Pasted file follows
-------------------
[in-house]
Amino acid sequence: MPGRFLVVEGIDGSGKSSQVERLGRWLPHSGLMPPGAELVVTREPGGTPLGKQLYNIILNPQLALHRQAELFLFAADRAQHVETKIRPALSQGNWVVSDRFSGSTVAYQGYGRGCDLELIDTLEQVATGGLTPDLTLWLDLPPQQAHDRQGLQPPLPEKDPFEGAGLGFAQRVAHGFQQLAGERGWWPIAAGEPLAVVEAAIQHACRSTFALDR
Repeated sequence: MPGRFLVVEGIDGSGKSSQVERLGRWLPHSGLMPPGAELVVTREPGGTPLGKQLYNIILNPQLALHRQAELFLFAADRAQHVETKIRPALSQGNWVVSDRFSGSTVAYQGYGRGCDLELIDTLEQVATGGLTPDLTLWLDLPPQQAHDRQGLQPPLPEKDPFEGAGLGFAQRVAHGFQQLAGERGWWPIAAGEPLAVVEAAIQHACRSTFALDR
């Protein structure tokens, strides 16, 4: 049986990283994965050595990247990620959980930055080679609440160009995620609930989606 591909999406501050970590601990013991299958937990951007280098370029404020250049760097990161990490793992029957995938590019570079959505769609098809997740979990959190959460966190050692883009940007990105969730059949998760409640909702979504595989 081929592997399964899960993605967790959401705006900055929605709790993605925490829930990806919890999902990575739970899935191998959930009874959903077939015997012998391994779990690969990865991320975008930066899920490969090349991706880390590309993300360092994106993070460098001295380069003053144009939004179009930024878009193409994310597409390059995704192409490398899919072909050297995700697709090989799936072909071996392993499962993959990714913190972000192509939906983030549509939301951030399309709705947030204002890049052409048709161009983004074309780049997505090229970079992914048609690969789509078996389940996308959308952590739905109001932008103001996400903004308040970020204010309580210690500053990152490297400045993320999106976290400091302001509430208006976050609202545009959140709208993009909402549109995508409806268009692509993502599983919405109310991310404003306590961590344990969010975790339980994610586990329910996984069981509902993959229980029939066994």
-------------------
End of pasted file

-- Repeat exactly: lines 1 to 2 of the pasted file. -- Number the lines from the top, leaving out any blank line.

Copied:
[in-house]
Amino acid sequence: MPGRFLVVEGIDGSGKSSQVERLGRWLPHSGLMPPGAELVVTREPGGTPLGKQLYNIILNPQLALHRQAELFLFAADRAQHVETKIRPALSQGNWVVSDRFSGSTVAYQGYGRGCDLELIDTLEQVATGGLTPDLTLWLDLPPQQAHDRQGLQPPLPEKDPFEGAGLGFAQRVAHGFQQLAGERGWWPIAAGEPLAVVEAAIQHACRSTFALDR